What can we do to change?
- To start, we can make a list of ALL the words we use to describe our kids: stubborn, annoying, difficult, compliant, passive, unfocused, insecure, anxious, smart, funny – whatever words come to your mind, just put it all out on paper.
- When we have our list, we can then write down an experience that we had with our child that made us label them as such. For example, if I had “stubborn” on my list, I’d write down a time that my child was stubborn, which validates my label.
- Now try to go an entire hour without labelling or judging your child (harder than you think!). When they behave a certain way, don’t label it, just observe it and see it as a neutral behaviour. When they step into the room, don’t label them, just see them as they are, in a neutral way.
What this 3 part exercise shows us is that our labels come from experiences, some of them repeated experiences, with our children. Experience, however, is not the same as reality, it’s just a perception. Perceptions can change (which is their beauty). We can change how we experience our kids if we remove the labels and judgements we have for them.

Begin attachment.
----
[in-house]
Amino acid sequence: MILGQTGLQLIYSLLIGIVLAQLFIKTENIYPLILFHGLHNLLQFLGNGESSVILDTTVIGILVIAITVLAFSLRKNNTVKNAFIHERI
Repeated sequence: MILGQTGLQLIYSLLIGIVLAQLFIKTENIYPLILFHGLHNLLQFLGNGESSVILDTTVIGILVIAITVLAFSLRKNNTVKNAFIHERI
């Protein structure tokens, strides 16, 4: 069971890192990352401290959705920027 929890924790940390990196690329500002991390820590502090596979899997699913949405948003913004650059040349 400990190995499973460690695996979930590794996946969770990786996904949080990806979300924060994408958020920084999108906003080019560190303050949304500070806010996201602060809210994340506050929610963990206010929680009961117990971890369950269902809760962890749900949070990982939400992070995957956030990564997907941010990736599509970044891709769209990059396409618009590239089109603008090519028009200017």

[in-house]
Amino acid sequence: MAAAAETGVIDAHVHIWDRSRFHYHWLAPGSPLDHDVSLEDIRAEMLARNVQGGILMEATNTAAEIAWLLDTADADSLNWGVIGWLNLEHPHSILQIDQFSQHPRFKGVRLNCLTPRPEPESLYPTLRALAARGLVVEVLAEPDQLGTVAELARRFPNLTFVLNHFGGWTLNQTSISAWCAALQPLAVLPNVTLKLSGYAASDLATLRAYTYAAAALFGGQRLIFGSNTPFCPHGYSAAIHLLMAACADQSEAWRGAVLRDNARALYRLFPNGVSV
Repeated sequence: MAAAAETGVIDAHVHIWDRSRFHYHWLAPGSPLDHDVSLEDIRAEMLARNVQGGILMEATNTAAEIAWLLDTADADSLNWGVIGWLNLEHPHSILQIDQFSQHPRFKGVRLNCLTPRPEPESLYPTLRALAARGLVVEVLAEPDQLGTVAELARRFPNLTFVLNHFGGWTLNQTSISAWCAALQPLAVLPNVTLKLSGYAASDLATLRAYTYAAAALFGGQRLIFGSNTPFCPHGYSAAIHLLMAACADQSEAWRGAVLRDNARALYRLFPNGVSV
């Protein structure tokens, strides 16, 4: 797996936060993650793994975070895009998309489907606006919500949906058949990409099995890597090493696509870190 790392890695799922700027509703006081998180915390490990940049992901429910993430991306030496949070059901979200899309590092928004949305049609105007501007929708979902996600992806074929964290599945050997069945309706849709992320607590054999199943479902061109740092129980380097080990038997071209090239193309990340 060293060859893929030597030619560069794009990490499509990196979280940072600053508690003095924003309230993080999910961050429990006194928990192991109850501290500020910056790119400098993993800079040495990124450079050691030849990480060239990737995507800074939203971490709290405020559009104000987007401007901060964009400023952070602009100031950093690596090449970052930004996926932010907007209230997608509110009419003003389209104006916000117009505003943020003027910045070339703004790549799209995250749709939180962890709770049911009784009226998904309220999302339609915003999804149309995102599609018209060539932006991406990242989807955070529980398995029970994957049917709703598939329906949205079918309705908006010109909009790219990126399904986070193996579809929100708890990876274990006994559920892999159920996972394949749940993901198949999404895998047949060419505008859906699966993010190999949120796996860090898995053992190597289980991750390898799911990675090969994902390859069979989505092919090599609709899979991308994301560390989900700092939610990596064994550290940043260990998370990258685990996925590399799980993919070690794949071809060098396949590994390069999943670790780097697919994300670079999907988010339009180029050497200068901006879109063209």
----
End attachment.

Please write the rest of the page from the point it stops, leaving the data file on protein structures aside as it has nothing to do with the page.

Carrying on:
In one of my recent coaching groups, we did this exercise and it was a major eye-opener for many.
I’d love for you to share with me how this lands with you and what shifts you’re experiencing in your daily life!
Rachel Duffy is a Certified Conscious Parenting & Leadership Coach. She helps parents at the intersection between parenting and entrepreneurship, when dealing with stressed, uncooperative, unmotivated kids or work teams. She helps adults and kids shift into self-drive, engagement & success without relying on control, discipline or hierarchy. After serving in the Israeli Military for 3 years, Rachel obtained a Bachelors & Masters degree in Law and worked as a family law litigator. It was in that capacity that she observed how our own upbringing affects our parenting and the way we conduct ourselves in the business world. Today, she works with parents and leaders to help them discover and then reprogram their limiting beliefs, behavioural patterns and conditionings that are preventing them from parenting with less stress and conflict or from creating the relationships in their businesses that will increase their performance